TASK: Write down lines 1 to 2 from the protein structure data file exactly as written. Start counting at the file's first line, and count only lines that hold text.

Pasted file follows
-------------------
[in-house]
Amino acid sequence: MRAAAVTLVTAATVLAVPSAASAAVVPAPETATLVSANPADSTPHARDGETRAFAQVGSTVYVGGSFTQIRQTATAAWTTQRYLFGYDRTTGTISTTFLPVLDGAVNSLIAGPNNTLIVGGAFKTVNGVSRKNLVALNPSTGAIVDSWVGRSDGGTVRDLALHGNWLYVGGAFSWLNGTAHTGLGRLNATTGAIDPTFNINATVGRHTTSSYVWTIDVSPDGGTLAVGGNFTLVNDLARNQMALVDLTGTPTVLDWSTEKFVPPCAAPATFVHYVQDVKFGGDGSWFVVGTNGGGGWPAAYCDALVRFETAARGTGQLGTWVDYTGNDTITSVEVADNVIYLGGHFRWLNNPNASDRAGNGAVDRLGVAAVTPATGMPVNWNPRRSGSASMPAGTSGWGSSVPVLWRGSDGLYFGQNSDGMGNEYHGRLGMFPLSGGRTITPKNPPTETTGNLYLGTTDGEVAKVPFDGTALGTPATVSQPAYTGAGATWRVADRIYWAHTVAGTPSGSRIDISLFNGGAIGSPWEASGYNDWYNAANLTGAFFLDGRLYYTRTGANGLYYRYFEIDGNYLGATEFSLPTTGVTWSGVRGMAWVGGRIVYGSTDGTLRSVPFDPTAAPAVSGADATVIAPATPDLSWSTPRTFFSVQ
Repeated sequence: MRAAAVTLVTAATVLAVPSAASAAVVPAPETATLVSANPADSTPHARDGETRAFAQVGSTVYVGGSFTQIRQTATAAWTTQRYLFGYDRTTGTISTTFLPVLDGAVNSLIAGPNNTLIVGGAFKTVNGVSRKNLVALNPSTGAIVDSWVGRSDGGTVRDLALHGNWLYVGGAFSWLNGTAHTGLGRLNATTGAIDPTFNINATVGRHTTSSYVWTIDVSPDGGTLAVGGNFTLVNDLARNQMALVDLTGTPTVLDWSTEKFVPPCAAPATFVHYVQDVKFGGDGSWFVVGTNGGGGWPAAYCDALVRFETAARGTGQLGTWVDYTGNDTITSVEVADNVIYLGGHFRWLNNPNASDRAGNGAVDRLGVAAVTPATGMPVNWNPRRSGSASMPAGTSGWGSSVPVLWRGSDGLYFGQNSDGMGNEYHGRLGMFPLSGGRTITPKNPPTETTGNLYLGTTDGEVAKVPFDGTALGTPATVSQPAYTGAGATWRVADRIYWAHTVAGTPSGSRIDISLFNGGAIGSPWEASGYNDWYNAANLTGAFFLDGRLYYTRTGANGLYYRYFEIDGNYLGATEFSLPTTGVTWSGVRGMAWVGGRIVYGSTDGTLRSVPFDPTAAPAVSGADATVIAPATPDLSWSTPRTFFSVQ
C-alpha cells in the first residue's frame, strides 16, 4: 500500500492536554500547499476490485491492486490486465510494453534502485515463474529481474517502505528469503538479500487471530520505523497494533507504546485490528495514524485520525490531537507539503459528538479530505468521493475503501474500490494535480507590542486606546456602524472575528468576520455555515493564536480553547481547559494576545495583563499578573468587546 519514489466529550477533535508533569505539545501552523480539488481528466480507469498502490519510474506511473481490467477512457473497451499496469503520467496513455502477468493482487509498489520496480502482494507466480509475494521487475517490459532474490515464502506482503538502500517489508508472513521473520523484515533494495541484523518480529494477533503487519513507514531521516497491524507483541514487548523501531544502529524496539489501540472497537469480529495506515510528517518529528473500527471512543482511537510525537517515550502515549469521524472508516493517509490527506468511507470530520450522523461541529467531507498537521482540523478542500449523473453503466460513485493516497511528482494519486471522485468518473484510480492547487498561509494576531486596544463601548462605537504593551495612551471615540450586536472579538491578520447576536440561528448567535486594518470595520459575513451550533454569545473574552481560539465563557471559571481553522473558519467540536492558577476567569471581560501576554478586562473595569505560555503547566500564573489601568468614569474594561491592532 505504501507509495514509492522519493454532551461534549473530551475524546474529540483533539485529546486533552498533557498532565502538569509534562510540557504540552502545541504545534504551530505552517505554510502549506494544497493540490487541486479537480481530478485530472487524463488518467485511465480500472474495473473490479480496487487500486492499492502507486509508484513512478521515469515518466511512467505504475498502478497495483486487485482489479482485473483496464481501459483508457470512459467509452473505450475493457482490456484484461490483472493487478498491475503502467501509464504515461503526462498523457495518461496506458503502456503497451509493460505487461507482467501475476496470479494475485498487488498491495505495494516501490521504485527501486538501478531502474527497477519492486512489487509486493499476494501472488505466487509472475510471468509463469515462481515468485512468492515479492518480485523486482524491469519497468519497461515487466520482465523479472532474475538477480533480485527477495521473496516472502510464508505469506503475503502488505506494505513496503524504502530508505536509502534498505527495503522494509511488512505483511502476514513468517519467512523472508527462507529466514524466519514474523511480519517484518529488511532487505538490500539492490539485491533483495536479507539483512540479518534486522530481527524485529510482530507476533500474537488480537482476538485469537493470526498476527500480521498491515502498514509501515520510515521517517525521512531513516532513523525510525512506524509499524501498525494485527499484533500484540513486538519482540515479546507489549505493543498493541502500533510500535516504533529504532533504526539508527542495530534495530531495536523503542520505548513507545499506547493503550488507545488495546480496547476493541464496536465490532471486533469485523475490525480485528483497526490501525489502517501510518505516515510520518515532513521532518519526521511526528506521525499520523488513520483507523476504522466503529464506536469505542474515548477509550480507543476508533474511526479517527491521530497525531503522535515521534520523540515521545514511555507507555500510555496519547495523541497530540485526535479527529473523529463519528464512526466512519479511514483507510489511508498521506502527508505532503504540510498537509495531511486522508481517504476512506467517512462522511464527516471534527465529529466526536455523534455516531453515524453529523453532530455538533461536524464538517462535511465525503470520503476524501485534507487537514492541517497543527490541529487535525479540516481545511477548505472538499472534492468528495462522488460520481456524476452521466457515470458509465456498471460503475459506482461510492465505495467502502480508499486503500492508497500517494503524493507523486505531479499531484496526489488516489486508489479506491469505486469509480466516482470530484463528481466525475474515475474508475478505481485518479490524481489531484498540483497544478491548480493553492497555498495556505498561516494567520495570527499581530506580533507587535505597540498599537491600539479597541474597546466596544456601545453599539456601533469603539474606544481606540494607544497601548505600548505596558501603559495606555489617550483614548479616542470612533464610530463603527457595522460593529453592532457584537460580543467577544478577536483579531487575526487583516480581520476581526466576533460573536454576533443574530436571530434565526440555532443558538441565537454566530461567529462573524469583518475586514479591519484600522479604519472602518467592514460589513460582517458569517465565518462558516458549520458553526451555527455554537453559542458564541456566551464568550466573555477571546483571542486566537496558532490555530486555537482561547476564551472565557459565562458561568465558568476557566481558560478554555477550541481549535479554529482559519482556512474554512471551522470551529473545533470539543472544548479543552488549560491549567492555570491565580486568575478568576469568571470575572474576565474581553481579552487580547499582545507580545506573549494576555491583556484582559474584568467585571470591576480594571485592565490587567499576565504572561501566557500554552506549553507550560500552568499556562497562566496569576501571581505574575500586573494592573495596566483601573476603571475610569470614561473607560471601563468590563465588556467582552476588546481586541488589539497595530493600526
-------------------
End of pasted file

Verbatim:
[in-house]
Amino acid sequence: MRAAAVTLVTAATVLAVPSAASAAVVPAPETATLVSANPADSTPHARDGETRAFAQVGSTVYVGGSFTQIRQTATAAWTTQRYLFGYDRTTGTISTTFLPVLDGAVNSLIAGPNNTLIVGGAFKTVNGVSRKNLVALNPSTGAIVDSWVGRSDGGTVRDLALHGNWLYVGGAFSWLNGTAHTGLGRLNATTGAIDPTFNINATVGRHTTSSYVWTIDVSPDGGTLAVGGNFTLVNDLARNQMALVDLTGTPTVLDWSTEKFVPPCAAPATFVHYVQDVKFGGDGSWFVVGTNGGGGWPAAYCDALVRFETAARGTGQLGTWVDYTGNDTITSVEVADNVIYLGGHFRWLNNPNASDRAGNGAVDRLGVAAVTPATGMPVNWNPRRSGSASMPAGTSGWGSSVPVLWRGSDGLYFGQNSDGMGNEYHGRLGMFPLSGGRTITPKNPPTETTGNLYLGTTDGEVAKVPFDGTALGTPATVSQPAYTGAGATWRVADRIYWAHTVAGTPSGSRIDISLFNGGAIGSPWEASGYNDWYNAANLTGAFFLDGRLYYTRTGANGLYYRYFEIDGNYLGATEFSLPTTGVTWSGVRGMAWVGGRIVYGSTDGTLRSVPFDPTAAPAVSGADATVIAPATPDLSWSTPRTFFSVQ